Alzheimer’s Study Number 13

I’m sitting in an office at the clinical trial location bored out of my mind. The battery on my phone is low so I can’t play a game and the doctor who is supposed to do my physical is late. 

I have had the requisite blood draw. Ian is a magician. His shots never hurt.

They did another neuropsych exam to see if my mental functioning is up to par. It’s the same test they do every time. Lucky for us all, considering the human need for novelty, it is not the same test that the longitudinal study administers. In this one, they ask you things like, “Take this paper in your right hand, fold it in half and put it on the floor.” Or they ask you to Draw this complicated shape, then thirty minutes later draw it from memory. They spoke a list of words and asked me to say them back. This is where that memory palace I mentioned in the last post might come in handy but the best I can do is try to construct sentences out of them as they are read to me. Meaningful words are easier to remember.

I want to know the results of the MRI. I have asked questions in the past but only about 50% have been answered. I suppose this is the tradeoff of a clinical trial. I am receiving extraordinary medical care but the doctor’s loyalties are divided among me and the science and the entity funding the study.

I would imagine this is a delicate balance and there were terrible abuses in the past. The Tuskegee syphilis study where black men were untreated for their disease is a particularly egregious example. This is one of the cases that led to laws requiring informed consent, communication of diagnosis and accurate reporting of test results. In other words, in 1972, ethics became a mandate for clinical trials. Whew!

Dr. S finally got away from his previous patient and came to visit me. He’s a nice man who is running several neurological studies, most of them ALZ related. He seems excited about his research. He does a basic neurological workup. Can I follow his finger without moving my head? Can I touch my nose with my right index finger with my eyes closed? Are my muscles equally strong on the right and left side of my body? I’m doing fine.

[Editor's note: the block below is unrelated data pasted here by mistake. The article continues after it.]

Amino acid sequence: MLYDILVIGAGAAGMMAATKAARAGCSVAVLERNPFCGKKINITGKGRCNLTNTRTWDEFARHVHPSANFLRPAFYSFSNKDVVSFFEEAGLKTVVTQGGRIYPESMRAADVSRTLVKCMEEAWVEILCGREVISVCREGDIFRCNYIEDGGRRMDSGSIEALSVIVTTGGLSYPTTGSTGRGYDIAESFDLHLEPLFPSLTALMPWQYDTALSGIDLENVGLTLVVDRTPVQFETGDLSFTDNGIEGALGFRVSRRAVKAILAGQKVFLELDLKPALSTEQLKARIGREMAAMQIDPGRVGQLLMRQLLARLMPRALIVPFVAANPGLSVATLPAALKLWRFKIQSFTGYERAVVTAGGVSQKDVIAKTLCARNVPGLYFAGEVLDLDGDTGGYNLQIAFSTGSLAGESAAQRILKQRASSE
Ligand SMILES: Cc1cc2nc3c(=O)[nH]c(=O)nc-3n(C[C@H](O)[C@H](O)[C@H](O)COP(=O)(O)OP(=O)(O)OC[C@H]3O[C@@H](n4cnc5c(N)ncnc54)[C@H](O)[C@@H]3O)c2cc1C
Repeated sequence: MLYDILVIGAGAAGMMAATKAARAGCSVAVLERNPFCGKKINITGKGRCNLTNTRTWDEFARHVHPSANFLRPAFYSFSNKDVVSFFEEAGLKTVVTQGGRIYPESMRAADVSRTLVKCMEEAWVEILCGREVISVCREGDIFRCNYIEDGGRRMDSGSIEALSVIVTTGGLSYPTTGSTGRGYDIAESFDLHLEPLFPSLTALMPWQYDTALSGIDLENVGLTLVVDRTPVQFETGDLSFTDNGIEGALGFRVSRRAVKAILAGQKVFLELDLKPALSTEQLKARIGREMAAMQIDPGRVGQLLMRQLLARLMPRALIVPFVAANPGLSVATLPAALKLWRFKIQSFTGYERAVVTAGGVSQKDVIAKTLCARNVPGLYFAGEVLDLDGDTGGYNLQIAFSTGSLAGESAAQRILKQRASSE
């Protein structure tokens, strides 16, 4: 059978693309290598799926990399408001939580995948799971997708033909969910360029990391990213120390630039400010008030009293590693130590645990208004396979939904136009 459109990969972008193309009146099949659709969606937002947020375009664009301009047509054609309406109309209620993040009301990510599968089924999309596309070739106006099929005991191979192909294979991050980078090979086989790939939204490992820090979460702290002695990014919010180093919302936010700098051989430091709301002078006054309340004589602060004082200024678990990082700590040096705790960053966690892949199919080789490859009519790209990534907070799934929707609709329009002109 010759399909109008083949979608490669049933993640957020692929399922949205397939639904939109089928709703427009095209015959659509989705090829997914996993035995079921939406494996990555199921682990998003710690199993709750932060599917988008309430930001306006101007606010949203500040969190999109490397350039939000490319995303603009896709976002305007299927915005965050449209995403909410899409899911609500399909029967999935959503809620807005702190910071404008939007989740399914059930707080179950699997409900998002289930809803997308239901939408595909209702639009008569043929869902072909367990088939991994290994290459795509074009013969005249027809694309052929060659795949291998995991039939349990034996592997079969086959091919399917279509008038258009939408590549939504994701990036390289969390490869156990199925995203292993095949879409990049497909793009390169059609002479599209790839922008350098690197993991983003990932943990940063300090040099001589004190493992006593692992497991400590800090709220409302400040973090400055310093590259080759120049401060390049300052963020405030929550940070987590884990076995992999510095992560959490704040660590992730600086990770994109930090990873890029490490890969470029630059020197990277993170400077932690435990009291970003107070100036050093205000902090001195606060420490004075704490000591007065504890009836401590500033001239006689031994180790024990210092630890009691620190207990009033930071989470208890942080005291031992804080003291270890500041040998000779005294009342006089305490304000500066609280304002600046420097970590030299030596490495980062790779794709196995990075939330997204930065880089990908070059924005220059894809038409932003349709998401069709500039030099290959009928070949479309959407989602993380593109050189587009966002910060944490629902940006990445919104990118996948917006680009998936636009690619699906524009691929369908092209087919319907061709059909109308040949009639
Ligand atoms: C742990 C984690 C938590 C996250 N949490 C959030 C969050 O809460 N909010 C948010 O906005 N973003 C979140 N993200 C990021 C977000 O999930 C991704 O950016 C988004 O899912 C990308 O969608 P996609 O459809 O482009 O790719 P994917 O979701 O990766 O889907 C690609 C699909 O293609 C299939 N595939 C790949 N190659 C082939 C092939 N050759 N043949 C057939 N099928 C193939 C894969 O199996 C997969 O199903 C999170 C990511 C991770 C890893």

I asked him about parasites. There is an anthropological study called the Tsimane Health and Life History Project studying the Tsimane people in Bolivia. These people have the highest incidence of Apoe4 genes in the world but a low incidence of ALZ. Everybody wondered why.

The researchers have found many interesting things. About that pesky Apoe4 gene that qualifies me for this clinical trial? These guys found out that people of the tribe that have the Apoe4 gene and parasite infections are doing just great. Those without parasites get ALZ just like the general population. Where parasites are concerned, Apoe4 seems to be protective. 

In an evolutionary sense, the Apoe4 gene may have grown in this population because it benefitted and protected people with parasite infections. Now that we are all so clean and tidy, the gene helps our big immune systems attack our brains. That’s the theory at least.

I asked Dr. S what he thought about me getting a hookworm infection. He was very uncomfortable. Doctors don’t like infecting people with parasites.

We talked so long that I almost forgot to ask him about my MRI. He told me the results were unremarkable. That’s doctor-speak for, “Yay! Everything is normal.”